of Biafra is a direct consequence of the wrong decisions of security agencies in handling the arrest of Nnamdi Kanu. By now our government should know that ideas and movements are fuelled by a sense of persecution and they go out of hand when you present the said agitators with a martyr… someone who becomes the symbol of the struggle. The Mandela effect in South Africa should readily come to mind. The moment Mr Kanu was arrested, he went from just the guy on radio to a hero, which was exactly the scenario he wanted by coming home. His incarceration for a long period won converts to the movement. There is no mistaking the fact that the large crowds that have turned out for protests in his name are such that can snowball into a major uprising should it go violent.

Another example is the recent crackdown on the Shi’ia sect in Zaria and the arrest of

zak

Shiek El-Zakzaky leader of the Shi’ia sect in Nigeria

its leader. This we understand was the army’s response to the sect’s audacity in barricading the convoy of the Chief of Army staff. Given, no non state actor has the right to hinder the movement of other citizens no less the respected head of the army and such malfeasance needs to be corrected but when this leaves over 20 people dead and a lot of sect members across the country provoked and protesting, then you have inadvertently created for yourself, a whole new problem.

It should be clear to even the most casual of observers that our stretched army cannot manage any other crises while the Boko Haram situation lasts. Indeed, internal operations of this nature are not what a people should wish for themselves. But it would appear we are bent on courting them. Boko Haram is already one big mess following a failure of alternate reasoning. Making the same mistake that got us into this mess presents us as a people without a sense of history and incapable of critical reasoning.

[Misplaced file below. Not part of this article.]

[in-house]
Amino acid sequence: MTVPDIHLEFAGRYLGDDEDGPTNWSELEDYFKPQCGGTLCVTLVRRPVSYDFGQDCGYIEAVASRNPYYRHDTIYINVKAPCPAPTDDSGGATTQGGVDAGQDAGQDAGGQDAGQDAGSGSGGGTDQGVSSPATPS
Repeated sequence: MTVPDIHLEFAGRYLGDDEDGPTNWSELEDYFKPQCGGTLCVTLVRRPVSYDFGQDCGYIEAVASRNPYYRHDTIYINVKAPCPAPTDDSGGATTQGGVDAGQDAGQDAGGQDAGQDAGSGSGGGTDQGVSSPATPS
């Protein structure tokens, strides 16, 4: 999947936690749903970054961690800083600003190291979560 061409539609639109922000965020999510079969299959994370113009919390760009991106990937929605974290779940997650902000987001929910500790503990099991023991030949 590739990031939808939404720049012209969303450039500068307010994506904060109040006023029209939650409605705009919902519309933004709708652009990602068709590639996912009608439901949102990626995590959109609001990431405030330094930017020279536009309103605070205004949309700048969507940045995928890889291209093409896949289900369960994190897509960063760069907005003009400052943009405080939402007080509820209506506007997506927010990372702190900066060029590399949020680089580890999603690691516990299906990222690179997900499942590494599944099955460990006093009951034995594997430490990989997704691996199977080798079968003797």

Nnamdi Kanu could have been easily denied entry. He could have been allowed in and be closely monitored. He would have been no where as big a threat as he is now. Even when they decided to arrest him, he could have been charged immediately as the constitution provides. Instead of dismissing the protests as pro GEJ or PDP arrangements, the said leaders of IPOB and MASSOB could have been engaged in serious dialogue by government on the issues. As we all know, their grievance is directly related to their treatment or perceived treatment as Nigerians and such matters could be trashed out through engagement.

On the other hand, given the knowledge of the belief, and tendencies of the Shi’ia sect and the potential of extremists among them to seize the opportunity of any confrontation to advance personal or group agendas against the state especially in this highly charged times of insurgency, the army should have thought through its action of invading the sects headquarters. Should they have gone back so shortly after the initial altercation when things were still heated? Shouldn’t it perhaps have been the mobile police doing this? Could the leader not have been arrested without 20 people dying? Are there no ways of managing the situation so that it does not escalate? How do we allow a sect to acquire such arms as to even challenge the army right under our noses? What has happened to intelligence gathering?

While I do not claim to be a security expert, it is quite clear that brute force such as exhibited in examples above does not work. And when they help to achieve the initial aim, they leave in their wake so much more problems for everyone. Governments around the world employ the services of crisis managers and dispute resolution experts at the highest level of government for a reason. We must begin to look in that direction and learn to ask “who goes there” before we shot and not afterwards.

@nzesylva 

First published here on Dec 14, 2015